Tampon Safety for Teens

You’ve finally gotten used to having your period, and you may be thinking about making the switch from pads to tampons. The idea of tampons can be intimidating, and it’s likely you may have questions about how to use them properly. We’re here to answer some of those questions and to help ease your mind about making the switch.

Are tampons safe?

Tampons are relatively safe when used correctly. There is a very small risk of infection if a tampon is left in too long.

How often should I change my tampon?

You should change your tampon every four to six hours. The more frequently, the better. Never leave a tampon in for more than eight hours. Bacteria can grow on a tampon that is left in for too long, increasing the risk of infection.

Can I leave a tampon in overnight?

Yes, you can wear a tampon overnight. However, if you typically sleep more than eight hours a night, you should use a pad instead since tampons should not be worn for more than eight hours.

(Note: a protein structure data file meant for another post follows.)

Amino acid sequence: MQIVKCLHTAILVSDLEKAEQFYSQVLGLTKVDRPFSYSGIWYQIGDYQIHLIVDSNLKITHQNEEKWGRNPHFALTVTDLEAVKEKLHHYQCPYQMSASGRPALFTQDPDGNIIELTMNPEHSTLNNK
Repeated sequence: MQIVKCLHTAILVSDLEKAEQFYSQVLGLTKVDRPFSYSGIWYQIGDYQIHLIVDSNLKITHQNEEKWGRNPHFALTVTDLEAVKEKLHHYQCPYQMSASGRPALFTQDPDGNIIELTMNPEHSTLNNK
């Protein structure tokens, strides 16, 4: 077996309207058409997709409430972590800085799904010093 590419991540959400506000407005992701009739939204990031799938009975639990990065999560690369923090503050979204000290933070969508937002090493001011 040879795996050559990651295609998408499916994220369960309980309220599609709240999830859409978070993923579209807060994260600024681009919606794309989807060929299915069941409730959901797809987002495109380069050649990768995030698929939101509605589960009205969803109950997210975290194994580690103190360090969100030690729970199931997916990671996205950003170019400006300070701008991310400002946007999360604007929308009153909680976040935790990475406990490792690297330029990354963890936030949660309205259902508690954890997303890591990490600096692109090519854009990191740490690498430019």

How do I choose a tampon absorbency?

Tampons come in various absorbency levels: light, regular, super and super plus. It’s best to choose the lowest absorbency tampon necessary. If your tampon is becoming fully saturated within an hour or two, choose a tampon that has a higher absorbency. If your tampon is relatively dry, choose a lighter absorbency.

What is Toxic Shock Syndrome (TSS)?

Toxic Shock Syndrome is a rare, but a very serious and potentially life-threatening infection. It’s a result of toxins accumulating in the body that are produced by certain bacteria. Leaving a tampon in for too long, particularly high-absorbent tampons, can increase your chances of TSS. Symptoms of TSS include, but are not limited to, a sudden high fever, vomiting, diarrhea and a rash that looks similar to a sunburn. If you experience any of these symptoms, see your pediatric provider right away.

As your pediatric provider, we’re here to help if you have any further questions about tampon use or your menstrual cycle.